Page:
It’s too early to predict the economic impact of October’s Heritage Classic and alumni hockey games on the city but that hasn’t stopped local hoteliers, restaurateurs and shop owners from making sure their cash registers are in working order.

Hey there, time traveller!
This article was published 8/3/2016 (2270 days ago), so information in it may no longer be current.

It’s too early to predict the economic impact of October’s Heritage Classic and alumni hockey games on the city but that hasn’t stopped local hoteliers, restaurateurs and shop owners from making sure their cash registers are in working order.

Regardless of how many people come in from out of town to attend the games, the benefit to the economy is expected to be well into seven figures and probably higher.

The FIFA Women’s World Cup from last year is the economic high-water mark with an economic impact of $35.9 million.

The Winnipeg Jets will play the Edmonton Oilers in an outdoor regular season game at Investors Group Field on Oct. 23. The day before, the same venue will host a contest between NHL and WHA alumni from the Oilers and the original Jets.

The games may be more than seven months away but out-of-town hockey fans are already getting off their wallets in preparation.

"Our entire hotel is sold out for that weekend," said Jacqueline Storry, sales manager at the alt Winnipeg Hotel, which has 160 guest rooms.

"We have no rooms available for the Thursday, Friday and Saturday."

Groups from all across the country, including Edmonton, have been calling to book blocks of up to 30 rooms at a time, she said.

Phones have been ringing off the hook at the 340-room Fairmont Winnipeg, too.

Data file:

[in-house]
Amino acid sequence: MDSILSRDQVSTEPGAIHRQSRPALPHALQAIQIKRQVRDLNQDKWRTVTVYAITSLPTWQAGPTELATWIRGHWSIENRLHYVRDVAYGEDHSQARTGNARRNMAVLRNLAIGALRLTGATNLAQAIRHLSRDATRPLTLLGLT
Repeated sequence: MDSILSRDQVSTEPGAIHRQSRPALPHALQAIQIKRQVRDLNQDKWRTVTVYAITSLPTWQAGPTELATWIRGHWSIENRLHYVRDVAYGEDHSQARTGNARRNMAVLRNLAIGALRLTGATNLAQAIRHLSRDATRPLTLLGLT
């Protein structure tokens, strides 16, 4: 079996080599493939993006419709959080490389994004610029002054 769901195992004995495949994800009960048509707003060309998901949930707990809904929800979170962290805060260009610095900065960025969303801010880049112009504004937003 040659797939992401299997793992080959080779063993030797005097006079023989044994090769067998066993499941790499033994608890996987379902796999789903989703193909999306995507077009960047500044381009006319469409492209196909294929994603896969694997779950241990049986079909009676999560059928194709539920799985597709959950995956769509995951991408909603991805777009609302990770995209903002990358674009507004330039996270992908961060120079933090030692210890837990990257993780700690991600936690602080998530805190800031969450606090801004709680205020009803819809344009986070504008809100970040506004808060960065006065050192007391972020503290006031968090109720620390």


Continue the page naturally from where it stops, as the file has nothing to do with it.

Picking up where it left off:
"We’re essentially sold out over that period," said general manager Drew Fisher. "Everybody is always happy when a national event comes to your city. We were thrilled to hear this announcement. It’s another opportunity to showcase the city and show what we’re capable of, not only from a hospitality point of view but to provide that warm Manitoba welcome. It’s going to be fun. You can’t get enough hockey."

‘Very Lucky’

Chantal Sturk-Nadeau, senior vice-president at Tourism Winnipeg, said the two games will undoubtedly bring thousands of people to town. Just how many will depend on how many Jets season ticket and suite owners pony up for tickets.

"We’re very lucky to have Wayne Gretzky and Teemu Selanne coming," she said.

"We’re a winter destination. We own it now. We embrace it. This will be another event that shows how well we host events. It’s going to have the city buzzing."

And buzzed, as well, no doubt.

Chad Falk, executive director of the Manitoba Restaurant and Foodservices Association, said his members are "extremely excited" about the two games.

"Any time you have a gathering of more than 33,000 people two days in a row, it generates that buzz and gets Winnipeggers out and about, dining and having a good time," he said.

There’s no question the Heritage Classic will be one of the biggest hockey events Winnipeg has ever hosted, he said, along with the 2007 Women’s World Championships and the 1999 World Juniors.

The hope is that not only will people who visit Winnipeg to see the games find reasons to come back in the future but the potentially millions who watch on television will see enough of what the city has to offer to book their own trips here.

"Any time there is anything happening national or international happening in the city is great for us," said Scott Jocelyn, president and CEO of the Manitoba Hotel Association. "Those are going to be tough tickets to get. It will be such a celebration of Winnipeg’s hockey history and we’ll be on a national stage. The television audience will be huge."

Even if not every hotel room in town is booked, their beverage rooms will undoubtedly see a pick-up in business before, during and after the games.

"If I told you 10 years ago that we were going to have an NHL team back and host an outdoor game, you’d probably have had me arrested," Jocelyn said.

geoff.kirbyson@freepress.mb.ca